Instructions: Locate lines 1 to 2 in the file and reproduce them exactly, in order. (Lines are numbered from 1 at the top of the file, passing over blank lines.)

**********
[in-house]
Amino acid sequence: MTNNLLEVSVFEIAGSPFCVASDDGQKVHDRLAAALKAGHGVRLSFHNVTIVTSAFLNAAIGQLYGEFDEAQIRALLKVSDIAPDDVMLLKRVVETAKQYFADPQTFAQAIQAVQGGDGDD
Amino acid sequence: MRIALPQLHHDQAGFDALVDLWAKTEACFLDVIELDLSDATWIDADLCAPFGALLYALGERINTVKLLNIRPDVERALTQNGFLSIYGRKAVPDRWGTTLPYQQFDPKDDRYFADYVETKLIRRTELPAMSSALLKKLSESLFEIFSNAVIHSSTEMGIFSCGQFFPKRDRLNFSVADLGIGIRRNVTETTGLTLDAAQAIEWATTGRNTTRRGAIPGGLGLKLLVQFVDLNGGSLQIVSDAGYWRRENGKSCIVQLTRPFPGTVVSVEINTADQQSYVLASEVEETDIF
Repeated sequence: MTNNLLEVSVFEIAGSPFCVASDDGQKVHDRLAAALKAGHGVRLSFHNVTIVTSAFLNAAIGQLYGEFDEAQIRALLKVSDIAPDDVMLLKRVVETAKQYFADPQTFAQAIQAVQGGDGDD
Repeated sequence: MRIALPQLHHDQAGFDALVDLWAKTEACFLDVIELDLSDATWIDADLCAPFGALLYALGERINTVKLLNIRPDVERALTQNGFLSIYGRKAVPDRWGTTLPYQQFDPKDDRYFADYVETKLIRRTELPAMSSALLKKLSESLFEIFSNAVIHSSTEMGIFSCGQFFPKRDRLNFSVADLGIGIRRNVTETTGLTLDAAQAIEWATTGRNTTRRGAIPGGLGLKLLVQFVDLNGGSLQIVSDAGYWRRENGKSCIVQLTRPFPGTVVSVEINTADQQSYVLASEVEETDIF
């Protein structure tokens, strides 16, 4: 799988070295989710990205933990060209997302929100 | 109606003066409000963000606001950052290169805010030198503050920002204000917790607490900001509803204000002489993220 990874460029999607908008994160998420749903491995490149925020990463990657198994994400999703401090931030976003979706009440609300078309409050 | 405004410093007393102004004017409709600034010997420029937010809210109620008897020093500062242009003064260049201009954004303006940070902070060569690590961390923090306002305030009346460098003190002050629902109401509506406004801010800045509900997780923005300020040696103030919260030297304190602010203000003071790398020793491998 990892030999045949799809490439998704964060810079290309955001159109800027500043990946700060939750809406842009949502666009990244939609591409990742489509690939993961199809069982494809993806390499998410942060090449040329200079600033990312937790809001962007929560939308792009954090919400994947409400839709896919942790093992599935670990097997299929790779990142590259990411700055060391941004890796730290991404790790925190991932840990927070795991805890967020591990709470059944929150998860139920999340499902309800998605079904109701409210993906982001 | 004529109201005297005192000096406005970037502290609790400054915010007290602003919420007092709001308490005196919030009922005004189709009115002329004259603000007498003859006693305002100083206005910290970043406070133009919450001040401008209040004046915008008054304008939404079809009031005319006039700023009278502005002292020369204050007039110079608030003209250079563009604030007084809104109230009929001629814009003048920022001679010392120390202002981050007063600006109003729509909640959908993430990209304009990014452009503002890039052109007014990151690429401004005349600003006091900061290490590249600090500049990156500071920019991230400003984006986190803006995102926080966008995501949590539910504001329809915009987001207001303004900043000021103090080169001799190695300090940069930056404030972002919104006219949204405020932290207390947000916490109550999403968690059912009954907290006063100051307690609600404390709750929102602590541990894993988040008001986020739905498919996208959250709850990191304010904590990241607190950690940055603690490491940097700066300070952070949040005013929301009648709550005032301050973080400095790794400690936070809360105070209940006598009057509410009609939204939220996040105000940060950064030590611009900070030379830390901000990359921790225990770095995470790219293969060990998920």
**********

[in-house]
Amino acid sequence: MTNNLLEVSVFEIAGSPFCVASDDGQKVHDRLAAALKAGHGVRLSFHNVTIVTSAFLNAAIGQLYGEFDEAQIRALLKVSDIAPDDVMLLKRVVETAKQYFADPQTFAQAIQAVQGGDGDD